Related topics: massive stars · stars

How planetary nebulae get their shapes

About 7.5 billion years from now, our sun will have converted most of its hydrogen fuel into helium through fusion, and then burned most of that helium into carbon and oxygen. It will have swollen to a size large enough to ...

Astronomers capture stellar winds in unprecedented detail

Astronomers have presented an explanation for the shapes of planetary nebulae. The discovery is based on a set of observations of stellar winds around aging stars. Contrary to common consensus, the team found that stellar ...

Dying stars breathe life into Earth: study

As dying stars take their final few breaths of life, they gently sprinkle their ashes into the cosmos through the magnificent planetary nebulae. These ashes, spread via stellar winds, are enriched with many different chemical ...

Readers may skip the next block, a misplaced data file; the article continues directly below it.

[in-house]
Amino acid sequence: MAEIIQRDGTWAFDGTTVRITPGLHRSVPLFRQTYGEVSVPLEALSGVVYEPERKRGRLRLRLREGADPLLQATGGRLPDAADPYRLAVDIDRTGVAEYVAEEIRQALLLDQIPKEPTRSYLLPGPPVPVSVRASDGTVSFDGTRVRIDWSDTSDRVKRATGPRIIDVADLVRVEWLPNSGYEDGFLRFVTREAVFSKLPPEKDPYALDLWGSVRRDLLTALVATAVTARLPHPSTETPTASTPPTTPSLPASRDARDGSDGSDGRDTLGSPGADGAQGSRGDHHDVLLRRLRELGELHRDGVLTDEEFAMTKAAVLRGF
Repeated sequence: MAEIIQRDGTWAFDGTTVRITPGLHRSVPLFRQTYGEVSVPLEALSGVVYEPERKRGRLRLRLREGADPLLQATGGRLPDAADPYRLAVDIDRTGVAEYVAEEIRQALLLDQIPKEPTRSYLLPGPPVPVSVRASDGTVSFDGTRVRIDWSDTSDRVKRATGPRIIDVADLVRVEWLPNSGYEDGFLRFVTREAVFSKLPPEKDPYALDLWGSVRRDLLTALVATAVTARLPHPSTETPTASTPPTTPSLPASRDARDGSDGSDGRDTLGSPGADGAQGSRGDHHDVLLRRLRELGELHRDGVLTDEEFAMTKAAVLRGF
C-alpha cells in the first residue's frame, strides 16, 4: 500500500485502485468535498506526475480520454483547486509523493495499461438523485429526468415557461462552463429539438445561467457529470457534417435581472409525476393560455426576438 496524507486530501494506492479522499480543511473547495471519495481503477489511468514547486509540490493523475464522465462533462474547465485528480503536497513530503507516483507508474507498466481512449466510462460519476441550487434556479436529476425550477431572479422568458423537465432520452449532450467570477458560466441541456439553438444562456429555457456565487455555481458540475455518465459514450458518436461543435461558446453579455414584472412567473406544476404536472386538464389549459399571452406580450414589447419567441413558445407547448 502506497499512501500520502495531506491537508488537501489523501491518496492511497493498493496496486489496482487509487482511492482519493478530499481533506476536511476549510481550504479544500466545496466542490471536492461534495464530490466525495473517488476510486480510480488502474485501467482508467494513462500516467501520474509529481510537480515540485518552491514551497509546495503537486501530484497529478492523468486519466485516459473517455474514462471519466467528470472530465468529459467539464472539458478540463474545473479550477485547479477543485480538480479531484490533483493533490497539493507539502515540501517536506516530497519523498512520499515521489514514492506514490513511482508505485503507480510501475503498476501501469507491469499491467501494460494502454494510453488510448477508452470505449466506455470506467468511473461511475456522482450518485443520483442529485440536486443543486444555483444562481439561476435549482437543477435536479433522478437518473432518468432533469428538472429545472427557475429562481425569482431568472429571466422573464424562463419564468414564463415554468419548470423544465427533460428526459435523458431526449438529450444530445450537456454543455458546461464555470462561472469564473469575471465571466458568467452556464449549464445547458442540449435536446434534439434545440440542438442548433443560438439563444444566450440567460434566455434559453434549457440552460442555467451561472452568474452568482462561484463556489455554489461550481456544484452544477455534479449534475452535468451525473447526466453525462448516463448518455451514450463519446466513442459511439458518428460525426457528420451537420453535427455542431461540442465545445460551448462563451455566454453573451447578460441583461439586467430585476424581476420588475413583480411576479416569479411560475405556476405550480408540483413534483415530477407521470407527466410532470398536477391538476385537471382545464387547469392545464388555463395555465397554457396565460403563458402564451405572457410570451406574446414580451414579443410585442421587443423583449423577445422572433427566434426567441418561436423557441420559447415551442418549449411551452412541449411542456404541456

Electron-eating neon causes star to collapse

An international team of researchers has found that neon inside a certain massive star can consume the electrons in the core, a process called electron capture, which causes the star to collapse into a neutron star and produce ...

Stellar wind of old stars reveals existence of a partner

Red giants are old stars that eject gaseous material and solid particles through a stellar wind. Some red giants appeared to lose an exceptionally large amount of mass this way. However, new observations reveal that this ...

Energetic particles can bombard exoplanets

TRAPPIST-1 is a system of seven Earth-sized worlds orbiting an ultra-cool dwarf star about 120 light-years away. The star, and hence its system of planets, is thought to be between five-to-ten billion years old, up to twice ...

Lifting the veil on star formation in the Orion Nebula

The stellar wind from a newborn star in the Orion Nebula prevents more new stars from forming nearby. That is the result of new research conducted by an international research team led by the University of Cologne (Germany) ...

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